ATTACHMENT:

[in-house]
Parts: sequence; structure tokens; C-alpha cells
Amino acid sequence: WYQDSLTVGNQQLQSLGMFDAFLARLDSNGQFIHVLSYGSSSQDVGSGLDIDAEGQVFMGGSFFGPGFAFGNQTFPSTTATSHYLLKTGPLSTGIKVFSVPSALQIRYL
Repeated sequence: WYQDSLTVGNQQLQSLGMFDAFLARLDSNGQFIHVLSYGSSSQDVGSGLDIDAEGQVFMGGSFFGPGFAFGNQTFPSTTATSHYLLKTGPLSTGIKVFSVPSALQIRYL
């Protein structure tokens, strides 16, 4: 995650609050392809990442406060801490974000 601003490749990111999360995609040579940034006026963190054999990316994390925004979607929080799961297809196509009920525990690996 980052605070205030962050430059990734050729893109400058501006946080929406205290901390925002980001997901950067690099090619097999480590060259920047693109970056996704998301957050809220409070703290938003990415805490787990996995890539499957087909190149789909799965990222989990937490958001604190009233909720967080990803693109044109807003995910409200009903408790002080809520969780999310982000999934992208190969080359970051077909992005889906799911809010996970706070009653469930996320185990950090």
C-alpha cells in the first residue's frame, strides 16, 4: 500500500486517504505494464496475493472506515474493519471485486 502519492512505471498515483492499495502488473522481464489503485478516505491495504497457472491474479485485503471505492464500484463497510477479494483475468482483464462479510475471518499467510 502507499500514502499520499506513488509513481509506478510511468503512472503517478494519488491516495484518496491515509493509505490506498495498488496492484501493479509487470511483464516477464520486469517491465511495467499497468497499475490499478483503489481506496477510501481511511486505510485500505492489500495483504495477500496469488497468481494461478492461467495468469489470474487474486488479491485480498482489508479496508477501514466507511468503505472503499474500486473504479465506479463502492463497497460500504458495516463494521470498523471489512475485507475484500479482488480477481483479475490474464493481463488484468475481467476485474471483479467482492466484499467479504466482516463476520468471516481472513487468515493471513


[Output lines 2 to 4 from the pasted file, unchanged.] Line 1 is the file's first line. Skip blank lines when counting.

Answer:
Parts: sequence; structure tokens; C-alpha cells
Amino acid sequence: WYQDSLTVGNQQLQSLGMFDAFLARLDSNGQFIHVLSYGSSSQDVGSGLDIDAEGQVFMGGSFFGPGFAFGNQTFPSTTATSHYLLKTGPLSTGIKVFSVPSALQIRYL
Repeated sequence: WYQDSLTVGNQQLQSLGMFDAFLARLDSNGQFIHVLSYGSSSQDVGSGLDIDAEGQVFMGGSFFGPGFAFGNQTFPSTTATSHYLLKTGPLSTGIKVFSVPSALQIRYL